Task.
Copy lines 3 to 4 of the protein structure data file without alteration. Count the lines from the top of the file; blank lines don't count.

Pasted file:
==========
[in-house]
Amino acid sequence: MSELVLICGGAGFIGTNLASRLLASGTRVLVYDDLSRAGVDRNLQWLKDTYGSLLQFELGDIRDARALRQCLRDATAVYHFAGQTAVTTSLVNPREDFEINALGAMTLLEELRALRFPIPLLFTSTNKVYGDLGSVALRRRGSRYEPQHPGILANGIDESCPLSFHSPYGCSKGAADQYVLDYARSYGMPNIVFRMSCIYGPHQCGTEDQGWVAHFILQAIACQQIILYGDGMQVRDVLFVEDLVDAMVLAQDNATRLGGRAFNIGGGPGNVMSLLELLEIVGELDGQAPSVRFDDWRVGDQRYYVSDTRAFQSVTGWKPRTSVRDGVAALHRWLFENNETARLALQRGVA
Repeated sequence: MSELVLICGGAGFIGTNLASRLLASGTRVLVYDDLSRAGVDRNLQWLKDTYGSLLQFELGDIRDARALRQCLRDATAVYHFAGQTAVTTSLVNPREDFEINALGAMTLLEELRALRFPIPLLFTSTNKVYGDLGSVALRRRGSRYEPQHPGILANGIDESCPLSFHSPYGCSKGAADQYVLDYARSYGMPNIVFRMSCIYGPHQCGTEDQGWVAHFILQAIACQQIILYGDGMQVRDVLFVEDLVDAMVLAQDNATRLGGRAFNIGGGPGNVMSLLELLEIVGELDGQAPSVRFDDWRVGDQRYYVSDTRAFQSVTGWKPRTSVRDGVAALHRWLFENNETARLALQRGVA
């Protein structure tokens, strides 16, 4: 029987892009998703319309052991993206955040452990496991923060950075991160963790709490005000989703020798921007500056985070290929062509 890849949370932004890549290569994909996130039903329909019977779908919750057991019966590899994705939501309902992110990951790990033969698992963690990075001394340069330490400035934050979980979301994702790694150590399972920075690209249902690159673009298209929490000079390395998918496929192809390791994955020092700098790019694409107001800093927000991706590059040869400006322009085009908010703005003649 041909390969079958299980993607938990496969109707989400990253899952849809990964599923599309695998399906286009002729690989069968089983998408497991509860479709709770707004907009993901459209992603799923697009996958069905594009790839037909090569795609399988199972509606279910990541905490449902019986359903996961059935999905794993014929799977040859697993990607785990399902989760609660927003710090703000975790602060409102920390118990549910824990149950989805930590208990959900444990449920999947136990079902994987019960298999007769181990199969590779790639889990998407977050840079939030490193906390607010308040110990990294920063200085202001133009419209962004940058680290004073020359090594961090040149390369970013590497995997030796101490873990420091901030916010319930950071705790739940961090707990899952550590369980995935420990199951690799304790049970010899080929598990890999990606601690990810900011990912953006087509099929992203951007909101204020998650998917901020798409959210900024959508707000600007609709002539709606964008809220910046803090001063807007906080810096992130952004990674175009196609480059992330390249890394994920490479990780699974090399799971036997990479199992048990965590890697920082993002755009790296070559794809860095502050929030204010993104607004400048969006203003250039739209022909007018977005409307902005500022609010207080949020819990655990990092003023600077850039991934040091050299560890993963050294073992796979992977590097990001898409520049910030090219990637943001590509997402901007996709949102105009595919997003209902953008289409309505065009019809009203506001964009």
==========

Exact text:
Repeated sequence: MSELVLICGGAGFIGTNLASRLLASGTRVLVYDDLSRAGVDRNLQWLKDTYGSLLQFELGDIRDARALRQCLRDATAVYHFAGQTAVTTSLVNPREDFEINALGAMTLLEELRALRFPIPLLFTSTNKVYGDLGSVALRRRGSRYEPQHPGILANGIDESCPLSFHSPYGCSKGAADQYVLDYARSYGMPNIVFRMSCIYGPHQCGTEDQGWVAHFILQAIACQQIILYGDGMQVRDVLFVEDLVDAMVLAQDNATRLGGRAFNIGGGPGNVMSLLELLEIVGELDGQAPSVRFDDWRVGDQRYYVSDTRAFQSVTGWKPRTSVRDGVAALHRWLFENNETARLALQRGVA
């Protein structure tokens, strides 16, 4: 029987892009998703319309052991993206955040452990496991923060950075991160963790709490005000989703020798921007500056985070290929062509 890849949370932004890549290569994909996130039903329909019977779908919750057991019966590899994705939501309902992110990951790990033969698992963690990075001394340069330490400035934050979980979301994702790694150590399972920075690209249902690159673009298209929490000079390395998918496929192809390791994955020092700098790019694409107001800093927000991706590059040869400006322009085009908010703005003649 041909390969079958299980993607938990496969109707989400990253899952849809990964599923599309695998399906286009002729690989069968089983998408497991509860479709709770707004907009993901459209992603799923697009996958069905594009790839037909090569795609399988199972509606279910990541905490449902019986359903996961059935999905794993014929799977040859697993990607785990399902989760609660927003710090703000975790602060409102920390118990549910824990149950989805930590208990959900444990449920999947136990079902994987019960298999007769181990199969590779790639889990998407977050840079939030490193906390607010308040110990990294920063200085202001133009419209962004940058680290004073020359090594961090040149390369970013590497995997030796101490873990420091901030916010319930950071705790739940961090707990899952550590369980995935420990199951690799304790049970010899080929598990890999990606601690990810900011990912953006087509099929992203951007909101204020998650998917901020798409959210900024959508707000600007609709002539709606964008809220910046803090001063807007906080810096992130952004990674175009196609480059992330390249890394994920490479990780699974090399799971036997990479199992048990965590890697920082993002755009790296070559794809860095502050929030204010993104607004400048969006203003250039739209022909007018977005409307902005500022609010207080949020819990655990990092003023600077850039991934040091050299560890993963050294073992796979992977590097990001898409520049910030090219990637943001590509997402901007996709949102105009595919997003209902953008289409309505065009019809009203506001964009």